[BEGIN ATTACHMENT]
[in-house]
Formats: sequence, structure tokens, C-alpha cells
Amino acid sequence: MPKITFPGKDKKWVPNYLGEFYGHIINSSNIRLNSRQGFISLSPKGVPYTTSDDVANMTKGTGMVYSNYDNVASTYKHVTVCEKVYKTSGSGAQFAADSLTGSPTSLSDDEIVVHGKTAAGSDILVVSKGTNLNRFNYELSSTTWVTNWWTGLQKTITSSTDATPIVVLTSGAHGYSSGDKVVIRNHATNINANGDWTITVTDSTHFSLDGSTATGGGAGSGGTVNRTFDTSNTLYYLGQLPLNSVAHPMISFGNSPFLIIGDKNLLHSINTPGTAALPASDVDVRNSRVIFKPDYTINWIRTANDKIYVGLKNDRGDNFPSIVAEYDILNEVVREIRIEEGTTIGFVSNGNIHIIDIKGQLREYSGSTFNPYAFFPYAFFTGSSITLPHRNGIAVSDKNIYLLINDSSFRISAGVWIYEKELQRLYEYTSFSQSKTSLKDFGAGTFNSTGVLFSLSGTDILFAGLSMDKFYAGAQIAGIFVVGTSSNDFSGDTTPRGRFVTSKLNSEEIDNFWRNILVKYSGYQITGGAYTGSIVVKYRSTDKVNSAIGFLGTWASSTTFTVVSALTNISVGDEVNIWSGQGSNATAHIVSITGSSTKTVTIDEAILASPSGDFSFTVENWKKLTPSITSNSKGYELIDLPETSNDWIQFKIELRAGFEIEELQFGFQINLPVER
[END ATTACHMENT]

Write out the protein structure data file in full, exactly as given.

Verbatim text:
[in-house]
Formats: sequence, structure tokens, C-alpha cells
Amino acid sequence: MPKITFPGKDKKWVPNYLGEFYGHIINSSNIRLNSRQGFISLSPKGVPYTTSDDVANMTKGTGMVYSNYDNVASTYKHVTVCEKVYKTSGSGAQFAADSLTGSPTSLSDDEIVVHGKTAAGSDILVVSKGTNLNRFNYELSSTTWVTNWWTGLQKTITSSTDATPIVVLTSGAHGYSSGDKVVIRNHATNINANGDWTITVTDSTHFSLDGSTATGGGAGSGGTVNRTFDTSNTLYYLGQLPLNSVAHPMISFGNSPFLIIGDKNLLHSINTPGTAALPASDVDVRNSRVIFKPDYTINWIRTANDKIYVGLKNDRGDNFPSIVAEYDILNEVVREIRIEEGTTIGFVSNGNIHIIDIKGQLREYSGSTFNPYAFFPYAFFTGSSITLPHRNGIAVSDKNIYLLINDSSFRISAGVWIYEKELQRLYEYTSFSQSKTSLKDFGAGTFNSTGVLFSLSGTDILFAGLSMDKFYAGAQIAGIFVVGTSSNDFSGDTTPRGRFVTSKLNSEEIDNFWRNILVKYSGYQITGGAYTGSIVVKYRSTDKVNSAIGFLGTWASSTTFTVVSALTNISVGDEVNIWSGQGSNATAHIVSITGSSTKTVTIDEAILASPSGDFSFTVENWKKLTPSITSNSKGYELIDLPETSNDWIQFKIELRAGFEIEELQFGFQINLPVER